To compare The Charge of the Light Brigade with The Destruction of

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To compare The Charge of the Light Brigade with The Destruction of
Sennacherib

In this essay we are going to be comparing two war poems. They are
‘The Charge of the Light Brigade’ by Alfred, Lord Tennyson (1809-1892) and ‘The Destruction of Sennacherib’ by Lord Byron (1788-1824).

‘The Charge of the Light Brigade’ is set in the Crimean war. It is about the British cavalry getting the wrong orders and going straight at the enemy’s cannons. ‘The Destruction of Sennacherib’ is a biblical story. The story tells us about a whole army being wiped out really quickly as they slept by the ‘Angel of Death’.

The first poem we are going to look at is ‘The Charge of the Light
Brigade’ by Alfred, Lord Tennyson (1809-1892). In this poem
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Only once in the poem does Tennyson mention that a mistake has been made by saying
‘not though the soldier knew. Someone had blundered’. As the soldiers rode through the ‘valley of death’ they were surrounded by the Russian cannons as the poem says ‘Cannon to right of them, Cannon to left of them, Cannon in front of them. This tells us that the Russians had the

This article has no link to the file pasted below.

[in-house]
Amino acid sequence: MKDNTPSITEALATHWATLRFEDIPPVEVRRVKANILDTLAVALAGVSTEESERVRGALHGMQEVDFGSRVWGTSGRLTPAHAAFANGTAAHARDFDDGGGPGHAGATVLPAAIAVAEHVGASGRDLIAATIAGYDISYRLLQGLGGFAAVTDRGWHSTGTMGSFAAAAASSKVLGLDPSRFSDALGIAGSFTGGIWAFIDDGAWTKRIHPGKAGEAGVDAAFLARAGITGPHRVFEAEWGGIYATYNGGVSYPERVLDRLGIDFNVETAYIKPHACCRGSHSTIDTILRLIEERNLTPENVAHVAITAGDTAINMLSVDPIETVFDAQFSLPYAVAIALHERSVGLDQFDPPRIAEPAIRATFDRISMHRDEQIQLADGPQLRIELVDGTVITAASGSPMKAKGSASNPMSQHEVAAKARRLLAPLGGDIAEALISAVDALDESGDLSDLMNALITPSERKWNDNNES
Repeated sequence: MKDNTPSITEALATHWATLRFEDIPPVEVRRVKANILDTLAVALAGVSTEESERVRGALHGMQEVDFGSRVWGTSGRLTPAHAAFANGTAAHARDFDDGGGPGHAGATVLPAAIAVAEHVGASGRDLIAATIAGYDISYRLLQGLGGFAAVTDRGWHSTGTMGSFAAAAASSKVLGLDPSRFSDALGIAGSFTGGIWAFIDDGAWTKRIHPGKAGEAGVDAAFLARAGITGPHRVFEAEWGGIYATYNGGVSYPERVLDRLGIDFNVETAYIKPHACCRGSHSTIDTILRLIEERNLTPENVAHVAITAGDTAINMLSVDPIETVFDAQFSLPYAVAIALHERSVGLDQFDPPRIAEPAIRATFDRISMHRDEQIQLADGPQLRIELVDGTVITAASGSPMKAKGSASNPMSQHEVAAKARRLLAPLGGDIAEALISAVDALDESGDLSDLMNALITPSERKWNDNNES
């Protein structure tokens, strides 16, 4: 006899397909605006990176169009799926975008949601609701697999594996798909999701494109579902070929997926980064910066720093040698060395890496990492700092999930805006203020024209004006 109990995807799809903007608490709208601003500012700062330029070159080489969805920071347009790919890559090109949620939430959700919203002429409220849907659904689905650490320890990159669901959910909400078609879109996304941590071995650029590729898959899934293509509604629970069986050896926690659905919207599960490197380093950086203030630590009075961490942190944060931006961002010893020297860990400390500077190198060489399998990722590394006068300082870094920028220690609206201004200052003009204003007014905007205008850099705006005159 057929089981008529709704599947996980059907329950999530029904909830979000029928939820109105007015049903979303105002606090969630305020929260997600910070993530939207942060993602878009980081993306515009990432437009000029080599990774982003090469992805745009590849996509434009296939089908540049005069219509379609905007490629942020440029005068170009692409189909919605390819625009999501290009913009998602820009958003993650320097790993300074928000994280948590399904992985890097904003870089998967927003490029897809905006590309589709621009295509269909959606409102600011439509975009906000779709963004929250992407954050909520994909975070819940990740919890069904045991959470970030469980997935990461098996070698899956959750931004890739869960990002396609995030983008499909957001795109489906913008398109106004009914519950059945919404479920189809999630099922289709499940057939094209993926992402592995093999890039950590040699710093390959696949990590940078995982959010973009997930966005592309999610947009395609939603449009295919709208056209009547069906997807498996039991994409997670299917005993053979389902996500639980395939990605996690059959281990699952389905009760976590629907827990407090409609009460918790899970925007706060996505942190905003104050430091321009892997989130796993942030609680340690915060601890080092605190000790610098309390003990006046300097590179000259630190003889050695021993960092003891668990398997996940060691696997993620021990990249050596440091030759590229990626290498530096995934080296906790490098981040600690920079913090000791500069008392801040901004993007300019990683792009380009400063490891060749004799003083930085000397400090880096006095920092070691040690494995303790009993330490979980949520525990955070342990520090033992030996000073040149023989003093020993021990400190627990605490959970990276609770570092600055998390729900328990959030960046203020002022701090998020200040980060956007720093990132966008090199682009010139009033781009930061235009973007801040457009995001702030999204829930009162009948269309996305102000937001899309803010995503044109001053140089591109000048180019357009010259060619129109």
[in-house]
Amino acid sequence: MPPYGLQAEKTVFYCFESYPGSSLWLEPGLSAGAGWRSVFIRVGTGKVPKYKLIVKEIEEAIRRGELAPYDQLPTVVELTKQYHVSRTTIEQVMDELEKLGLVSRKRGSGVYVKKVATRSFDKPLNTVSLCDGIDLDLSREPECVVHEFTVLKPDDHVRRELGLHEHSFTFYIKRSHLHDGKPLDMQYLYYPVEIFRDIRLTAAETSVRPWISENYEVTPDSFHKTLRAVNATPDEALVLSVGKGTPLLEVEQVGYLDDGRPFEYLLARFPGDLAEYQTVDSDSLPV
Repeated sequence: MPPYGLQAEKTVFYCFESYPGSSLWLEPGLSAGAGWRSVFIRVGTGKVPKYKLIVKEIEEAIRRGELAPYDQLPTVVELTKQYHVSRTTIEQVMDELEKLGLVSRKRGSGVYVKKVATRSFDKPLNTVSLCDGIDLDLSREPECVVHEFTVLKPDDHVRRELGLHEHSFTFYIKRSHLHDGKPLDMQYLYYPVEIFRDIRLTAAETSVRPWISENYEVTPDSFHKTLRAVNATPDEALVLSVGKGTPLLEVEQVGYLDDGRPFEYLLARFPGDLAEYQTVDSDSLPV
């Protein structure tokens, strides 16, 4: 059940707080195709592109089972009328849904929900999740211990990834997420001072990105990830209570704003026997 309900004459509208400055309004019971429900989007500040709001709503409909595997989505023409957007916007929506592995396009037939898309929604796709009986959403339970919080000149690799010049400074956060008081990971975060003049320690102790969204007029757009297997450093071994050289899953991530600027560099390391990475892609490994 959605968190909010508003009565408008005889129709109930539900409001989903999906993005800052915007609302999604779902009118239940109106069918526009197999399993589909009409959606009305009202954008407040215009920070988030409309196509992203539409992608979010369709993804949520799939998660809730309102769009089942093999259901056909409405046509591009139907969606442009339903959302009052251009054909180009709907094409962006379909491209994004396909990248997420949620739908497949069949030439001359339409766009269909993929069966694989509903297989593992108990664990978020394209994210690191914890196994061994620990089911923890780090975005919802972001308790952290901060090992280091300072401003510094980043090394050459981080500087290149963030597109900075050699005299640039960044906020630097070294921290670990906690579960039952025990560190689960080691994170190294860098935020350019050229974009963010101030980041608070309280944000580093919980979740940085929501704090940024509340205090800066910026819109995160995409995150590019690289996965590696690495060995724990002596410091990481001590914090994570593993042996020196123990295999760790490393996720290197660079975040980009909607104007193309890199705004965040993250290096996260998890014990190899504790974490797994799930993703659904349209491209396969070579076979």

British cavalry surrounded with cannons and were going to fire them as quickly as they could so they could kill as many soldiers as they could before they got to the Russian front line. At the end of the poem, in the last verse Tennyson wrote ‘Honour the charge they made,
Honour the light brigade, Noble six hundred’. This tells us that in some way Tennyson wanted people to look at the Light Brigade as heroes. Now we are going to look at the second war poem ‘The destruction of
Sennacherib’ by Lord Byron (1788-1824). This poem is a biblical story.
The battle took place in Mesopotamia (roughly where Iraq is now). The poem has rhyming couplets all the way through in the pattern AA BB. In the first verse there are two similes which try to emphasise the threat of the invading army. When the Assyrian army got wiped out by the ‘Angel of Death’ (here Lord Byron uses personification), it says that the army was wiped out very quickly. In the poem, it says ‘And breathed in the face of the foe as he pass’d’. This suggests to us that the Assyrian army was wiped out as quickly as
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